Biofuels have, perhaps unexpectedly, contributed to the risk of habitat loss alongside deforestation. The lower emissions of carbon dioxide that biofuels produce compared to fossil fuels have made it an appealing renewable source of energy for many Western governments to back. Plantations have started to pop-up all over the world with some of the major ones in Indonesia, Malaysia and Columbia. These do not, however, always come into existence in the most ethical way. Since there was a notable increase of biofuel plantations, deforestation has increased and many indigenous people have migrated to bigger cities as they were forced of their lands to make place for plantations.

In Columbia, for example, rapid growth of the palm oil industry has not happened without any violence. Having doubled its palm oil output in the past decade, the country is now the largest producer of the product in Latin America. To claim the land for plantations, companies have employed armed guards and paramilitaries to use intimidation, violence and even murder to get smaller landowners, farmers and indigenous people off the land they wish to use for their plantations. At the moment, 12 out of the 84 officially recognised indigenous groups in the area are on the brink of extinction partly as a result of land grabbing. Torn by a vision of rural development or an agribusiness that promises growth, jobs and modernization, the government has only recently started to sort through the claims of people who say they have been driven off their land.

There is, however, a light at the end of the tunnel as Extinction Rebellion International posted on Instagram that “the past 30 years have seen remarkable progress in the recognition of indigenous peoples’ rights, with important milestones being the adoption of the UN Declaration on the Rights of Indigenous Peoples by the UN General Assembly in 2007”.

They did continue to push for change as “in many places, laws are not fully implemented which can leave communities struggling for survival”.

In this day and age, indigenous people still only have a legal right to 10 per cent of the world’s land while sustainably managing 50 per cent of it, showing that laws are indeed not put into effect in some countries around the world.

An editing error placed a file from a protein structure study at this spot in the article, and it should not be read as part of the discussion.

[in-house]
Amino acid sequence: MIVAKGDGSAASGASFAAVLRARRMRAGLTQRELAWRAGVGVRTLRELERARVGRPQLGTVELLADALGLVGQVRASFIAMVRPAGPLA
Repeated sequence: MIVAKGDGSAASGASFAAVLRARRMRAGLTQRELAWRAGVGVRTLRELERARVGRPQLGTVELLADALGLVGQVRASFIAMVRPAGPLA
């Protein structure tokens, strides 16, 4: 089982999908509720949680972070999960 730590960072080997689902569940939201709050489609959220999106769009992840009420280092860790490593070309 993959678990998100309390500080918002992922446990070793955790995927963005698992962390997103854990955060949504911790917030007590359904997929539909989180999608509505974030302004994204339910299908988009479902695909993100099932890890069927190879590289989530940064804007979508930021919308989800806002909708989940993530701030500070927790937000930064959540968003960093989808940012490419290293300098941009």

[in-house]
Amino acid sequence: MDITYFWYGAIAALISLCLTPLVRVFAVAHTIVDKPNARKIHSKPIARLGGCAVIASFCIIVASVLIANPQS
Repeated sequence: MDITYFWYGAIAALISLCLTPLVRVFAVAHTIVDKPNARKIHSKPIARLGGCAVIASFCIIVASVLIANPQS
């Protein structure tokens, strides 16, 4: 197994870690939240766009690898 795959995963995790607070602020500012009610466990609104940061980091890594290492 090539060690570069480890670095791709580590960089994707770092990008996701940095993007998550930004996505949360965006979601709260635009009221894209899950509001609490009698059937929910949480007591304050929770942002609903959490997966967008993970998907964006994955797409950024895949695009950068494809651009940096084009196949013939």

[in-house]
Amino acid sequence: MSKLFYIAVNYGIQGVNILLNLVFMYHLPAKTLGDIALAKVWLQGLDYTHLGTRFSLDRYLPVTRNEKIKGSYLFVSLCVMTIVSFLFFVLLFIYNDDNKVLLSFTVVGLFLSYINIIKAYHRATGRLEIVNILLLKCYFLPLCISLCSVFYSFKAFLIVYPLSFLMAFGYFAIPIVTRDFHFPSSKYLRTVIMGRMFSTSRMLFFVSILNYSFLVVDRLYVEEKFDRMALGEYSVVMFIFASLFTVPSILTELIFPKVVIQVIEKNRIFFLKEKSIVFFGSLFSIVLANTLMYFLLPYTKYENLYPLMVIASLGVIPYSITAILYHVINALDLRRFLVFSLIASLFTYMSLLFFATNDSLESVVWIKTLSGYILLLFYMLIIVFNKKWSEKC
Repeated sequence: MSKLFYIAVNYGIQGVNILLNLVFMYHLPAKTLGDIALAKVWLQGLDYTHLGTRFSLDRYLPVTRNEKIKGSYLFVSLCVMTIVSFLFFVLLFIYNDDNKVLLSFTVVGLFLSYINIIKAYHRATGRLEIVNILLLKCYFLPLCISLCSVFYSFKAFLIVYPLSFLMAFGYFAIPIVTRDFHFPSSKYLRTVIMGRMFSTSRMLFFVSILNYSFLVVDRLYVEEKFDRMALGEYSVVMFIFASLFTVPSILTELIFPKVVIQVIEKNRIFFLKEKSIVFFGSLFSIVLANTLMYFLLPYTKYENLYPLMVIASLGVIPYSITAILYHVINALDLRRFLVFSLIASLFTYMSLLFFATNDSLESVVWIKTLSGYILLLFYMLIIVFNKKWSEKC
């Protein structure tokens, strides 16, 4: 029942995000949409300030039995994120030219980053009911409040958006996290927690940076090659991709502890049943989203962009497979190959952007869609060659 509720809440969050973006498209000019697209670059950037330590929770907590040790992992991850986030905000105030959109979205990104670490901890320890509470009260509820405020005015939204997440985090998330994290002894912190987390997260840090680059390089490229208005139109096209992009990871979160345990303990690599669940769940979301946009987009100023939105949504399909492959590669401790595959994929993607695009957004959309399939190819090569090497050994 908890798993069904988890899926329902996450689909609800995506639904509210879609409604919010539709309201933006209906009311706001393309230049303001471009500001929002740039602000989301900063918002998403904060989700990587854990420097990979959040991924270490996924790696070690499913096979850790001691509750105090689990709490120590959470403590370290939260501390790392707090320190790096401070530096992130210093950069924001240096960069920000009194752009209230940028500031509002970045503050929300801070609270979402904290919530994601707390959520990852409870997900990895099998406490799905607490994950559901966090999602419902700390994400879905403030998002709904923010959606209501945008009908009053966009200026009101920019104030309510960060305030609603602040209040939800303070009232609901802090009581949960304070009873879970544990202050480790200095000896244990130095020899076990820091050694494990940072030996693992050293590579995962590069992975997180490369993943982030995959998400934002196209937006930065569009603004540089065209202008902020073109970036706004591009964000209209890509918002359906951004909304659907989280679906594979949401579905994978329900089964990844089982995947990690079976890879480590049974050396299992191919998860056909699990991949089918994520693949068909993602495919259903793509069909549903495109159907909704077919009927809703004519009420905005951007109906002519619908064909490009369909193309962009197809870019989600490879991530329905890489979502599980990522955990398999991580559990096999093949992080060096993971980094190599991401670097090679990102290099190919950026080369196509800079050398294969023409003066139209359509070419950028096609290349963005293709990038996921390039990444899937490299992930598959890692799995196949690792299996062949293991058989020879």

Short-term creativity, long term collaboration

Indigenous people remain, however, adaptable and creative at heart and they are quick to find solutions to keep their culture, but mostly themselves alive. Sami herders are now transporting food to their reindeer in winter when they cannot find the lichen, and for Dalits, floating gardens were the answer to increasingly severe Monsoons that have affected them over the past years.

Even so, climate change does directly threaten the livelihoods of indigenous communities, putting agricultural practices that they have followed for decades in danger.

The consequences of global warming will most likely not stop anytime soon. Transporting food requires finances that the Sami do not have and the floating gardens may not stand the test of time.

In the Arctic, the unpredictable weather has made interpreting the environment increasingly more difficult and indigenous people have started to help drug-traffickers, let gold prospectors and loggers in their forests, and found many other, unethical and dangerous means of survival.

The creative, short-term solutions indigenous people have come up with are simply not sustainable. It is up to us, the government and corporations to implement ethics and the environment into their mission statements and adhere to them in order to make real change happen.

The Norwegian government could, for example, make their Reindeer Husbandry Act more flexible so that it permits the Sami to come up with new practices they need to adapt to climate change. Palm oil organisations, who often influence Columbian and other governments, could also get rid of their inhumane resources to gain land and start growing palm in the right places with the right practices, simultaneously avoiding deforestation to make space for these plantations. It is also time to start treating indigenous people as equals; give them the help and support they deserve whether this is through aid when extreme weather hits, or simply by starting to implement them in government and international organisations’ climate change plans.

A sustainable business 

We, at EnviroBuild, try and prevent deforestation, allowing indigenous people to stay in the habitat that they have called home for thousands of years, by ensuring that the materials we sell, including our packaging, come from recycled sources that can be recycled again.

By donating 10 per cent of our profits to Rainforest Trust UK, we also aim to help them bring long-lasting, high impact benefits to the environment, eco-systems and its local communities.

To read more about our pledge to the environment, click here.

Dr Aidan Bell, is co-founder of sustainable building material supplier EnviroBuild